Digital Distraction Outside the Classroom: An Empirical Study

Document Type

Conference Proceeding

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Computer & Information Science, School of Business, Curriculum & Instruction, Mathematics


The purpose of this study was to investigate the impact of the use of digital devices on students performance on assignments completed outside of the classroom across different academic disciplines. The investigators employed between subject design to examine the relationship between student performance on an assignment that was delivered in two different formats (paper or electronic) to 281 students in three different colleges within the same university (computing and engineering, mathematics, and education). The results revealed that the digital distractions significantly and negatively correlated with assignment score and thus, digital distraction corresponded with lower scores on the assignments. Furthermore, the study found that digital distractions were significantly and positively correlated with time required to complete the assignment (the longer the time students spent on phone applications and internet sites not related to the assignment, the more time they need to complete the assignment). Finally, the results of this study found that the digital distraction were significantly lower for students in a computing related major than for non-computing majors, indicating that digital distractions may not impact all students equally. This paper discusses the experimental setup, methodology, and findings of the research in detail.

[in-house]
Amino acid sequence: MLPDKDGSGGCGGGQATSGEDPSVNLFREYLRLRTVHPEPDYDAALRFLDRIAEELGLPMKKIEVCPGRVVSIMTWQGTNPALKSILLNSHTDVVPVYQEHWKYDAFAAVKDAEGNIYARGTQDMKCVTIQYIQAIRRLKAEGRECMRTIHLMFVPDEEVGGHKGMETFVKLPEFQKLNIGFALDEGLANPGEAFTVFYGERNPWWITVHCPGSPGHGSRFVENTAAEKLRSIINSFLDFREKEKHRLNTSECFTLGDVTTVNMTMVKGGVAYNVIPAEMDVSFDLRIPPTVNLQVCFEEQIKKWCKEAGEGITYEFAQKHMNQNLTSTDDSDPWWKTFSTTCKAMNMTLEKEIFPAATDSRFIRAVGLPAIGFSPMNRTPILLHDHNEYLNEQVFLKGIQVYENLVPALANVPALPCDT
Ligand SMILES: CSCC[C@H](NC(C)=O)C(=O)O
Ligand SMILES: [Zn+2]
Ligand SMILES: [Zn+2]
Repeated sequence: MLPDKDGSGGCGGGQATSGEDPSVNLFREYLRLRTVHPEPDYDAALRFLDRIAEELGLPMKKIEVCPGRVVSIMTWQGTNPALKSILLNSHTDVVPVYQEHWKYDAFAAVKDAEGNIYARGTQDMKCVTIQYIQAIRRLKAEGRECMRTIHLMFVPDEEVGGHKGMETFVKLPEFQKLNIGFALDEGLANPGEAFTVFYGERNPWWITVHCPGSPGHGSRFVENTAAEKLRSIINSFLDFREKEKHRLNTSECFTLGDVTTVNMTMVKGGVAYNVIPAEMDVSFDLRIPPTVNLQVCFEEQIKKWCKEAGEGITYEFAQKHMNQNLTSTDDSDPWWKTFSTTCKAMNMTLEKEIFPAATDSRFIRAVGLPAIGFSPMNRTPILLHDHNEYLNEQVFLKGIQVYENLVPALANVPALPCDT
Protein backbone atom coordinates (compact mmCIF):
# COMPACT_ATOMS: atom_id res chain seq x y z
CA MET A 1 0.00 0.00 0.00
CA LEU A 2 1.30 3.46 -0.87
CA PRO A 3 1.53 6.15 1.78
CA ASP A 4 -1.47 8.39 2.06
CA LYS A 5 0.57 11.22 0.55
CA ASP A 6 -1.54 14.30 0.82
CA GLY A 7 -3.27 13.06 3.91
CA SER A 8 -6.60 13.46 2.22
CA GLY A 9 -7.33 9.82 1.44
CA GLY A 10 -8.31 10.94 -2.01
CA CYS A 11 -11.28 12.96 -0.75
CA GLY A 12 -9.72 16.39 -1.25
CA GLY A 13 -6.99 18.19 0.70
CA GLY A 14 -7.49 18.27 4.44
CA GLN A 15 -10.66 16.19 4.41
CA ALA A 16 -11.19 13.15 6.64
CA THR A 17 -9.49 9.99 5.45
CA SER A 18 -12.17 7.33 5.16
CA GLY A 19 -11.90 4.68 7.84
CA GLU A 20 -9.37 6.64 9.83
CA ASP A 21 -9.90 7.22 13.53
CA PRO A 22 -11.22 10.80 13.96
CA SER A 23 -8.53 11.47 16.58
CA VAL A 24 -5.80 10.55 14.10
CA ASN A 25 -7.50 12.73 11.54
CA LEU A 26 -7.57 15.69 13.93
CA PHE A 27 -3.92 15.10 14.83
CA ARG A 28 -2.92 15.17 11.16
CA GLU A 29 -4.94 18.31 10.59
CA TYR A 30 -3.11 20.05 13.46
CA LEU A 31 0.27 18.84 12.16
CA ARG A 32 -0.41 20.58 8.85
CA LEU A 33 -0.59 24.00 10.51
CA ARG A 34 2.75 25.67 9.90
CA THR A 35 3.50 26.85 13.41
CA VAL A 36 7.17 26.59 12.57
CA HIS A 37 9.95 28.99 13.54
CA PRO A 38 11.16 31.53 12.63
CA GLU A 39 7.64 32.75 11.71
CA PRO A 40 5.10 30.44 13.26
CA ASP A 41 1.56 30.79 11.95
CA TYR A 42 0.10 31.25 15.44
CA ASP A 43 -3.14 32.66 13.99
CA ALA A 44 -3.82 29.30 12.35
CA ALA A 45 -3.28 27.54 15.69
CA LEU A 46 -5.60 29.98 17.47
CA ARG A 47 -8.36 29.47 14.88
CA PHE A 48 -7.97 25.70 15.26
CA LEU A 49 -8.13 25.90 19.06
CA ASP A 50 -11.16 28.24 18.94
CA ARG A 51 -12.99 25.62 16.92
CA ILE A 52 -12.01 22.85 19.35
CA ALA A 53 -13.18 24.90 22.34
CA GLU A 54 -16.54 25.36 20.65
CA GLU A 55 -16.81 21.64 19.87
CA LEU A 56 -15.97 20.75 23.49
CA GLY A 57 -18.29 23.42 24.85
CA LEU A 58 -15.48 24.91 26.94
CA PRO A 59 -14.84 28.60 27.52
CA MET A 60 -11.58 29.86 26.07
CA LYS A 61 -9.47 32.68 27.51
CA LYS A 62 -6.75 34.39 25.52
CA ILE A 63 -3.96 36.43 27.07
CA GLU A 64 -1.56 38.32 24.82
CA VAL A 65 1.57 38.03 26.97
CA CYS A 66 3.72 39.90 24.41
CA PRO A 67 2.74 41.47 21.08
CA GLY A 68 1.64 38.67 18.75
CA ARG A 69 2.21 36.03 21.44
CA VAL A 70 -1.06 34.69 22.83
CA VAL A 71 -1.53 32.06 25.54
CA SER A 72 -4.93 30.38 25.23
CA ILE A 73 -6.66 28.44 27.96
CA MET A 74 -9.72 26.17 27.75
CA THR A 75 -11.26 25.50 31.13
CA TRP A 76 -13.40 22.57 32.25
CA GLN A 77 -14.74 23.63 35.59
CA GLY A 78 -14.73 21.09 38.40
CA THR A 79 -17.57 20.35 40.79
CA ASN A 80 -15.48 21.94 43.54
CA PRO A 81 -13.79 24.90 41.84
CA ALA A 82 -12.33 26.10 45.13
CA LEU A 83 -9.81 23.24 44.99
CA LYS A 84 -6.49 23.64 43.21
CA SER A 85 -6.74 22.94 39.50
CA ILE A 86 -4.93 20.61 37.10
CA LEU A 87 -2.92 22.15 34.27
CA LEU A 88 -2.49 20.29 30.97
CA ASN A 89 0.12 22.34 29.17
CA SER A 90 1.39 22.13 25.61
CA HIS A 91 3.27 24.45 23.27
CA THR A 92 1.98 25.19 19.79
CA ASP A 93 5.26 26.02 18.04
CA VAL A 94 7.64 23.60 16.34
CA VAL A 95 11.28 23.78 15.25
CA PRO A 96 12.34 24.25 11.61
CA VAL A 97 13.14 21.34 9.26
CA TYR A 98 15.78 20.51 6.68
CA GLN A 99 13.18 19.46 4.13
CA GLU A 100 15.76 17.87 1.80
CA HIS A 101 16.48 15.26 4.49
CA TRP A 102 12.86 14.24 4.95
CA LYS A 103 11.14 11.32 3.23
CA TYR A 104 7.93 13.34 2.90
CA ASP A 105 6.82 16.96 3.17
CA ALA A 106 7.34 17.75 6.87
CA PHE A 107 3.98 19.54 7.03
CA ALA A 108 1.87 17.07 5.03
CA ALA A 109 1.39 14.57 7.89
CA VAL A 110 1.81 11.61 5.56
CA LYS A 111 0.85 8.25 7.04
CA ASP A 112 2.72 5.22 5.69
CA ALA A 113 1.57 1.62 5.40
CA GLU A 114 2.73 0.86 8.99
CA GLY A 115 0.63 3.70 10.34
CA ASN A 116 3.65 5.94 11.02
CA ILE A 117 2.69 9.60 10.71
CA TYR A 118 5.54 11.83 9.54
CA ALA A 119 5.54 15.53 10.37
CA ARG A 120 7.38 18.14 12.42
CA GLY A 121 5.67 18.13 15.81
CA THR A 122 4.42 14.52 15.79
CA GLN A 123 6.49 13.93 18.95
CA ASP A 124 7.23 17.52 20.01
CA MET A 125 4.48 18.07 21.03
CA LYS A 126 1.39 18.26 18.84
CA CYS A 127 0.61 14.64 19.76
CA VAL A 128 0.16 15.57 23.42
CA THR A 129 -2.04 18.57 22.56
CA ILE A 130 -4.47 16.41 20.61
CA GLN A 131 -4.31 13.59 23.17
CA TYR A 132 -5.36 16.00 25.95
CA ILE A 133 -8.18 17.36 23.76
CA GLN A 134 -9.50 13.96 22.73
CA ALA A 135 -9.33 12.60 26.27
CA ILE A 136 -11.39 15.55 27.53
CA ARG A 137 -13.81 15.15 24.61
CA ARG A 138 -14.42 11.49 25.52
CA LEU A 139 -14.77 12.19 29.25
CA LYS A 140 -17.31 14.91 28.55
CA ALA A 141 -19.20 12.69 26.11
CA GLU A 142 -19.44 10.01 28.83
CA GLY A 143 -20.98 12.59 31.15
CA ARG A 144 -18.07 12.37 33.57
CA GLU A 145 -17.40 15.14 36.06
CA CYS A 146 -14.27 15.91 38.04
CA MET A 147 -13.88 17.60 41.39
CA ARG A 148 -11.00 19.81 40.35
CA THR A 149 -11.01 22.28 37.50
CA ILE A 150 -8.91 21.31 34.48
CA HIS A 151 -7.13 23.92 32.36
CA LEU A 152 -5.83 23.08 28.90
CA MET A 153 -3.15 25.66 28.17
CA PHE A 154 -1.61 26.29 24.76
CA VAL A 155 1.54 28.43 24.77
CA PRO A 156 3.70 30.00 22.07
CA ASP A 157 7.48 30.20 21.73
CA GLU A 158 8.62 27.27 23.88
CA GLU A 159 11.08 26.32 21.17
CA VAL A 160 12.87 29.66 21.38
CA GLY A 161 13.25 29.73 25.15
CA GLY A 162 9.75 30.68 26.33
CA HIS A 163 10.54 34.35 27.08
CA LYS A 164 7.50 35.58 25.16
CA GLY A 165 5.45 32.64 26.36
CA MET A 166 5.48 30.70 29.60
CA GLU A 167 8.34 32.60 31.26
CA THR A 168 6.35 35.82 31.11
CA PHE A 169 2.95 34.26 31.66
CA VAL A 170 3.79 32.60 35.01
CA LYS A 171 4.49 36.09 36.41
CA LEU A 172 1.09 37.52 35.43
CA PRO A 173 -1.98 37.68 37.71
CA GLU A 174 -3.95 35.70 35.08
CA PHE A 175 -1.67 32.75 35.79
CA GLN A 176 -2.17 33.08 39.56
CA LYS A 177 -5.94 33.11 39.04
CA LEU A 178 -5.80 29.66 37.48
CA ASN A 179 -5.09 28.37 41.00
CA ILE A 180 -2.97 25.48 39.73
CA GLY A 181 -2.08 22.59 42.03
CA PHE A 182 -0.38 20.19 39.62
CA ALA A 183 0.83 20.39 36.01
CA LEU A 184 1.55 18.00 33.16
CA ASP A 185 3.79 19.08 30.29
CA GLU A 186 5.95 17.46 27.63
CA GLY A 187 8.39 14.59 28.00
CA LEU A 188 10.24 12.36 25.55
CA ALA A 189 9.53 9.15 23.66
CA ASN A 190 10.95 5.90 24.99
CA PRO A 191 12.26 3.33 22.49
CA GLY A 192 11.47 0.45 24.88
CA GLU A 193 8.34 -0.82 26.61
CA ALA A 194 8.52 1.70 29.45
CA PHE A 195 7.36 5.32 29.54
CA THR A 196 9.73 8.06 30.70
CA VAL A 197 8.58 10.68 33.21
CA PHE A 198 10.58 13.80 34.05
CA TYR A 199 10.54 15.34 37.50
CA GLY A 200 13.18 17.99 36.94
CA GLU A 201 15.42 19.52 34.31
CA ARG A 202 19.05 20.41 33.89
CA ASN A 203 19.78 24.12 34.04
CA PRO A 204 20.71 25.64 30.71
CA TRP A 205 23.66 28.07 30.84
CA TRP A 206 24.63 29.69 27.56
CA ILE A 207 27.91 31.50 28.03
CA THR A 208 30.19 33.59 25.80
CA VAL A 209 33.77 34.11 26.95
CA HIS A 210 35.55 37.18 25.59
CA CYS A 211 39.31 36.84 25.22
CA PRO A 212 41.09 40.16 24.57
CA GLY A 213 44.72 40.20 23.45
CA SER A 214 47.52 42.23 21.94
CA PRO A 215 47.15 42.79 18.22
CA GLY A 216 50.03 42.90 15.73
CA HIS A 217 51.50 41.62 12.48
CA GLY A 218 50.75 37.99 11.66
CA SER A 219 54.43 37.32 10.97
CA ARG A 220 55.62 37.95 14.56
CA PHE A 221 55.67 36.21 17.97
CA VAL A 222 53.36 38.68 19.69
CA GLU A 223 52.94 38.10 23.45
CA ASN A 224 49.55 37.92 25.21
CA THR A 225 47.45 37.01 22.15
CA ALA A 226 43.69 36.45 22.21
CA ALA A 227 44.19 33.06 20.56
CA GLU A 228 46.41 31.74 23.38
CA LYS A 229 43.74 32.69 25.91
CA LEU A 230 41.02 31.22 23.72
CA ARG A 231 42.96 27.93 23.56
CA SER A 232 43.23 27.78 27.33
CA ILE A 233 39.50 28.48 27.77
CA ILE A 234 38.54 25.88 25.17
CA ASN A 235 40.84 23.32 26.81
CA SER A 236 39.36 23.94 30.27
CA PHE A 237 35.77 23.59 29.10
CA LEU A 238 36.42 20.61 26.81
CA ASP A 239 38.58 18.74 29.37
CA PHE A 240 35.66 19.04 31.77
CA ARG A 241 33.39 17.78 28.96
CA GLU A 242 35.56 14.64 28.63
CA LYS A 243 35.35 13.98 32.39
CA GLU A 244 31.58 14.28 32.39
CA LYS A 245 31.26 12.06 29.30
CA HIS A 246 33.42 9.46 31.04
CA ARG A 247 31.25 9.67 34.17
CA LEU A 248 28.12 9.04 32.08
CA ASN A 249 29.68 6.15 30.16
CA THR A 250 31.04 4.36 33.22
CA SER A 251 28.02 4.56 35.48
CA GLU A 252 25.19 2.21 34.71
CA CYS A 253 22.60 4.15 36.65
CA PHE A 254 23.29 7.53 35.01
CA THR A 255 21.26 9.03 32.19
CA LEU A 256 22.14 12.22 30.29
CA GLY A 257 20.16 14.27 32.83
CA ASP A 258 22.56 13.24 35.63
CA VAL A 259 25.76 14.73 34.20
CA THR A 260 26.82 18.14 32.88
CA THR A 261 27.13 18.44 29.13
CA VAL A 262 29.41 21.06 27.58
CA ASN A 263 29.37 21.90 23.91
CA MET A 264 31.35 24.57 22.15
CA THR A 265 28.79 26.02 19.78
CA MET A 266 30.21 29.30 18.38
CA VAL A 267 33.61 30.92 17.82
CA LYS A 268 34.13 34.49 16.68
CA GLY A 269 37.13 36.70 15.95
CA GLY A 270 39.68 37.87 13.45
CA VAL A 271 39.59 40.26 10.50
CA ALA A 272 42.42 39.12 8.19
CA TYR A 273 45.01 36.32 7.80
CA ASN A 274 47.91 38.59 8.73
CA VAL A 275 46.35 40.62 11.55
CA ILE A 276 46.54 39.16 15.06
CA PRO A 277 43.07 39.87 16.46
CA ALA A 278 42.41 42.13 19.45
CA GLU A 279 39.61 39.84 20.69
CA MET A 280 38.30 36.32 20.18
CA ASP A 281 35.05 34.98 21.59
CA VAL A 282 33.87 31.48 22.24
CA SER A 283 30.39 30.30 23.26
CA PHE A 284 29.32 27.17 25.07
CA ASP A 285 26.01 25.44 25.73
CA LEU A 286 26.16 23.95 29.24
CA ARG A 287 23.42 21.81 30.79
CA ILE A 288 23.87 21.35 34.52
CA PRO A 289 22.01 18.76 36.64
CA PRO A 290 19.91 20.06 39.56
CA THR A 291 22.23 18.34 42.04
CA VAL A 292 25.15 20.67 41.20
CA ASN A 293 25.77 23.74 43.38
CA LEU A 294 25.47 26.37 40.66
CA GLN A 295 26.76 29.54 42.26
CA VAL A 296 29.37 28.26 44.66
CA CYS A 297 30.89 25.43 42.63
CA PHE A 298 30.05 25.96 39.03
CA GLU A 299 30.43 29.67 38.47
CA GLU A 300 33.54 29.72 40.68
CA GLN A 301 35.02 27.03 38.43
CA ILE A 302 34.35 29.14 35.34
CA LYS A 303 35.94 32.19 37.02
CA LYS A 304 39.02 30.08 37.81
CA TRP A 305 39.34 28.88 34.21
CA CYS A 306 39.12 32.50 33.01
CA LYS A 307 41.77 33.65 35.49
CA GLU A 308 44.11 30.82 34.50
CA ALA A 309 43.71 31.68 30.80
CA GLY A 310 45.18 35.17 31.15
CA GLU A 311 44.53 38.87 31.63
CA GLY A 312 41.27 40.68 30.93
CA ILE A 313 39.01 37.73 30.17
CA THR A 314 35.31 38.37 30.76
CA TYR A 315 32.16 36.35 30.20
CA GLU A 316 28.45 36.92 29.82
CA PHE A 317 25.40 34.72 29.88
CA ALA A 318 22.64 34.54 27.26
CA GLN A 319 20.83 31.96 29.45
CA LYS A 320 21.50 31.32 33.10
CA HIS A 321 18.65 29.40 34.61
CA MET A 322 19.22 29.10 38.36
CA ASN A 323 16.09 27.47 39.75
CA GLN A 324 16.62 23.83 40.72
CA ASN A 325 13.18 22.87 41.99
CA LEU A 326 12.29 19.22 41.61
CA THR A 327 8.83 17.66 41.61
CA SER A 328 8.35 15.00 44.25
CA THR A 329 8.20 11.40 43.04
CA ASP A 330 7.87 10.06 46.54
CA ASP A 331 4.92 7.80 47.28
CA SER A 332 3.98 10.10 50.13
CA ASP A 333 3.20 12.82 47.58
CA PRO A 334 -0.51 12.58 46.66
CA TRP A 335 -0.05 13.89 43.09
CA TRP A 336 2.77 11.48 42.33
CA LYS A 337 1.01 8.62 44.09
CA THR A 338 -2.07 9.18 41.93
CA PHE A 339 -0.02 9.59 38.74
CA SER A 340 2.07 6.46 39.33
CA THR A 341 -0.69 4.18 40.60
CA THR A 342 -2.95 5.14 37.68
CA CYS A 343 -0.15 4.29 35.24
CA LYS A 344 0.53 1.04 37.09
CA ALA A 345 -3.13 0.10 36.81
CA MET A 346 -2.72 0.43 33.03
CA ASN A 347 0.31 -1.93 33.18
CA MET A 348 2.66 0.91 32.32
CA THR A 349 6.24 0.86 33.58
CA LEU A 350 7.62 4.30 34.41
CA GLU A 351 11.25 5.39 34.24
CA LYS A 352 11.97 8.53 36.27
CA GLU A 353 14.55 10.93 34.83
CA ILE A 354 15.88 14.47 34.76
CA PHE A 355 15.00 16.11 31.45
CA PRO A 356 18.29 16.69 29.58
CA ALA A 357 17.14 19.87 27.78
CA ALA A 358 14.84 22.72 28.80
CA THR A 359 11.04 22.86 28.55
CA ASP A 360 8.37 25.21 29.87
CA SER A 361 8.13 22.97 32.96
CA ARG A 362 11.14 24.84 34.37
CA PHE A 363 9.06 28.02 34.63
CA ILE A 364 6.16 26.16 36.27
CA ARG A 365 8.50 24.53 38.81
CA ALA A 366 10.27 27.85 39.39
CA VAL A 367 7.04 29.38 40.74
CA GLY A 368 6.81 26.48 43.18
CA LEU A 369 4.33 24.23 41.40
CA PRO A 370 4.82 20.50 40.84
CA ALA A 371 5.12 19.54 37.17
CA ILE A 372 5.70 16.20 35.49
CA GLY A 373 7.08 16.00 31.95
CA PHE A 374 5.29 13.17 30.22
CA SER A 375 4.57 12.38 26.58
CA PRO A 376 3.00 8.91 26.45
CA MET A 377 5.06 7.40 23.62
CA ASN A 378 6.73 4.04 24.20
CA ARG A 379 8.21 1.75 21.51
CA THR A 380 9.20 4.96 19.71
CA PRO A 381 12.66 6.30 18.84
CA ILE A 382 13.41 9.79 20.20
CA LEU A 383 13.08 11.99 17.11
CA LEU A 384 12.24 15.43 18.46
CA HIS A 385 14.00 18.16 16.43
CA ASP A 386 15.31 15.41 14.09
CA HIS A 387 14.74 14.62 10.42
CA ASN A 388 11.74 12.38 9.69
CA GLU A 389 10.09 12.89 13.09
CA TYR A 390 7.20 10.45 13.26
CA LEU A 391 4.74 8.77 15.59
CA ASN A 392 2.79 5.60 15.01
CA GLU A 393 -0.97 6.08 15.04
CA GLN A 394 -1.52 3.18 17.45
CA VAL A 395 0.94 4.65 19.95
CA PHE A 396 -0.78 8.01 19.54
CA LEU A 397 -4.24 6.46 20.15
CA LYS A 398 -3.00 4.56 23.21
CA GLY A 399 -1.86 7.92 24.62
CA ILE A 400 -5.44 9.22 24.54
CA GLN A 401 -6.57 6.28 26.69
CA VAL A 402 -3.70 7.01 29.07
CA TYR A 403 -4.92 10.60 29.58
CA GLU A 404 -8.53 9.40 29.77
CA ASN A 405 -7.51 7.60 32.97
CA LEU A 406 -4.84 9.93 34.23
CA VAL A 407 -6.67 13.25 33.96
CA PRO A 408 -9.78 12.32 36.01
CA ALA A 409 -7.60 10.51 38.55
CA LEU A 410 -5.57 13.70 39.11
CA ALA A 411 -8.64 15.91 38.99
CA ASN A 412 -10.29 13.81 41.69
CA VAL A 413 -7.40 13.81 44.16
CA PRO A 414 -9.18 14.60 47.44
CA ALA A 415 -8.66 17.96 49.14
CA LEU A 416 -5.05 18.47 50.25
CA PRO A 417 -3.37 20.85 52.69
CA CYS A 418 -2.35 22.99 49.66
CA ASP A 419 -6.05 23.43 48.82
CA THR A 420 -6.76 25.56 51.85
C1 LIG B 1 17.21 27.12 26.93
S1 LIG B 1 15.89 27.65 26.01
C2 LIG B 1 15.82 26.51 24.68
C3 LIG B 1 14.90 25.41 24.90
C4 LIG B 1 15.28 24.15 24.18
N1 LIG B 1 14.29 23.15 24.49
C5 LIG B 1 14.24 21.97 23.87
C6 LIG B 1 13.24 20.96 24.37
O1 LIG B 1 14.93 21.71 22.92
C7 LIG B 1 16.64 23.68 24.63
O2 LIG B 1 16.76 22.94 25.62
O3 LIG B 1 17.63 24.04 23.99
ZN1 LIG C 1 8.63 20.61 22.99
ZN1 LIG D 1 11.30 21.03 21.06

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Publication Title

Journal of Computing Sciences in Colleges